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Dolphins coach Brian Flores urges players to stay safe at protests

Miami Dolphins coach Brian Flores told his players they have the right to protest and show their emotions following the killing of George Floyd, and he urged them to be careful if they choose to attend protests in their cities.

Flores, during a video conference on Thursday, said he was "a good friend" of former University of Indiana football player Chris Beaty, who was shot and killed in Indianapolis on Saturday night.

Lance Bennett, who is Flores' assistant and close friend, played football with Beaty at Indiana.

Flores said Beaty, whom he remembered as being "full of life," was protesting in Indianapolis. Indianapolis police could not confirm if the shooting was connected to the downtown demonstrations.

"He was an incredible human being. It's sad," Flores said. "It's another tragedy that we're dealing with. Hopefully we learn from it and again make the necessary changes so that these things don't happen again."

Beaty's death was the first thing that came to Flores' mind when he thought about his own players participating in protests.

"My No. 1 thing for guys is they have a right to protest. That's important," Flores said. "Everyone's got a right to protest, but even more than that, it's about being careful. I want my players to be careful. I've had a lot of conversations with players over the last few days. I support those guys. I understand the emotion, what they're going through. But at the same time, I want them to be smart. I care about each one of these guys. I had a situation hit home pretty closely for me, so there's some fear on my end, to be honest with you."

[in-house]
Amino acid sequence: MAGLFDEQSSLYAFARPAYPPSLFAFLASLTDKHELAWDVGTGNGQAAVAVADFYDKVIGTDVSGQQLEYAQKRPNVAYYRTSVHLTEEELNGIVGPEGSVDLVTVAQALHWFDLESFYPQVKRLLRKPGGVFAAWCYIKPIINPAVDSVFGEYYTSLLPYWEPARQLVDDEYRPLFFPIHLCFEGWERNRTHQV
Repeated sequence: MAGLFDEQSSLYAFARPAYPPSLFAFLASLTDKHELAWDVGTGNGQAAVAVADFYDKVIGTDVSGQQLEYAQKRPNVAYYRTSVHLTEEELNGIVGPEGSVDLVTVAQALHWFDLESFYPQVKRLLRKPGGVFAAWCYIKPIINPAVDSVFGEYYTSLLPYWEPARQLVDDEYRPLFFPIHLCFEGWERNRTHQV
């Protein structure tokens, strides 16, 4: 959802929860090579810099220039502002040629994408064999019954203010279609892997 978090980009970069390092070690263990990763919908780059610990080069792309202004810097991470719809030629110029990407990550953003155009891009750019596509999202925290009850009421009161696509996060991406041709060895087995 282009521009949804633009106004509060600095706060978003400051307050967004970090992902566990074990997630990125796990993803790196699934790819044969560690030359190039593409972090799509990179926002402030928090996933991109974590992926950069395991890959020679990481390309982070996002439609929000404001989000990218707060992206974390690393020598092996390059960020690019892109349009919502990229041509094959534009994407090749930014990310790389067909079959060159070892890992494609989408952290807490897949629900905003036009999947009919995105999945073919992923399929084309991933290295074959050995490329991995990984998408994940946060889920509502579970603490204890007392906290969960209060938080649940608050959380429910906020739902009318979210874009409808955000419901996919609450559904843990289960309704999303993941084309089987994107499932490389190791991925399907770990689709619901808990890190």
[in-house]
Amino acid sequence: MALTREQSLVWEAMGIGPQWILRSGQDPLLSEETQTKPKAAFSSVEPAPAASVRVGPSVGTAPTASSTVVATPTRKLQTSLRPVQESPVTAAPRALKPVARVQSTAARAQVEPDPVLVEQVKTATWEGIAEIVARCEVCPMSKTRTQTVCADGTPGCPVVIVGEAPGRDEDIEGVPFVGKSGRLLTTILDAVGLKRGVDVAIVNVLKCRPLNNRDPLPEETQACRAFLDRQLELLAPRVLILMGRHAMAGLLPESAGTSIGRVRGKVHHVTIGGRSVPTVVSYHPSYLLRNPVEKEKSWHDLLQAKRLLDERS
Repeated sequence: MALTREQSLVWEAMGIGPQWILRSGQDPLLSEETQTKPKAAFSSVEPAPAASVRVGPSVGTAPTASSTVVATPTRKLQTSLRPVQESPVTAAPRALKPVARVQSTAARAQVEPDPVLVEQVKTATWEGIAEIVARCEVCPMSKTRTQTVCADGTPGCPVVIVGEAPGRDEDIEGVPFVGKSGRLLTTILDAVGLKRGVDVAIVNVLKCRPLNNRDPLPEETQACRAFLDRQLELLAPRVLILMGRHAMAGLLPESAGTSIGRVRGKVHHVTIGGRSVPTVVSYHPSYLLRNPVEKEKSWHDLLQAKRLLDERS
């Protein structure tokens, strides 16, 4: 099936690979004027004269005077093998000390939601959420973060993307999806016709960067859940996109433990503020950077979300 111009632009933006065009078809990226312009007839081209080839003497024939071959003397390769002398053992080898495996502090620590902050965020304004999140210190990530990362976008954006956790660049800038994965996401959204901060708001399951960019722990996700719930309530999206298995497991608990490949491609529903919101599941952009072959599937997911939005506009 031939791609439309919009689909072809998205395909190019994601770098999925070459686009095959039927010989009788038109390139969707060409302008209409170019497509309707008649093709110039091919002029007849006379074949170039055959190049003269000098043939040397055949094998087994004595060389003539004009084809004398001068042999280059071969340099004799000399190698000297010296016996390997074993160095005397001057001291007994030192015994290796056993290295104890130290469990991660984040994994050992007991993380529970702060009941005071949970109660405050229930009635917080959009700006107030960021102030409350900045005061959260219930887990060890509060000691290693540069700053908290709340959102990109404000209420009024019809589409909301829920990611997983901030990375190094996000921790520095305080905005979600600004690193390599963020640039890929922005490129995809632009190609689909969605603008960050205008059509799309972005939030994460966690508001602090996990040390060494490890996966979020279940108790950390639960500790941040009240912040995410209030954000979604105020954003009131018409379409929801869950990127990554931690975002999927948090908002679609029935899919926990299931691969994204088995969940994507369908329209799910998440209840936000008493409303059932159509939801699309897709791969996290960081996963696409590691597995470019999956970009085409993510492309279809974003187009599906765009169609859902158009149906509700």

Dolphins safety Kavon Frazier participated in a peaceful protest on Monday in Frisco, Texas. Other Dolphins players have been active on social media, using their voices to plead for justice and change.

Flores has talked with his players about the wide range of emotions they are facing after Floyd, a black man, was killed in Minneapolis on May 25 when police officer Derek Chauvin, who is white, kneeled on the back of Floyd's neck for more than eight minutes.

Chauvin, who was fired May 26, has been charged with second-degree murder and second-degree manslaughter. The other three officers on the scene -- Thomas Lane, J. Kueng and Tou Thao -- have been charged with aiding and abetting second-degree murder and second-degree manslaughter, according to criminal complaints.

After speaking his own mind about the recent killings of Floyd, Breonna Taylor and Ahmaud Arbery, Flores presented the platform for his players to do the same -- as long as they make sure to stay safe.

"We're watching. We're dealing with a pandemic. People are hungry. People are out of jobs," Flores said. "... People are angry as well, so there's got to be time to be angry, have a platform to show their emotions. They have that with me, they have that with our coaching staff.

"We've had conversations just like everyone else had. But at the same time, these guys, they've been working also. They've been working on football. That's been a kind of a place to get away for a little bit. But, yeah, our hearts and minds are with the Floyd family and the Arbery family and Breonna Taylor. It seems like we have to share our condolences. These guys, they have my support. I know it's an emotional time."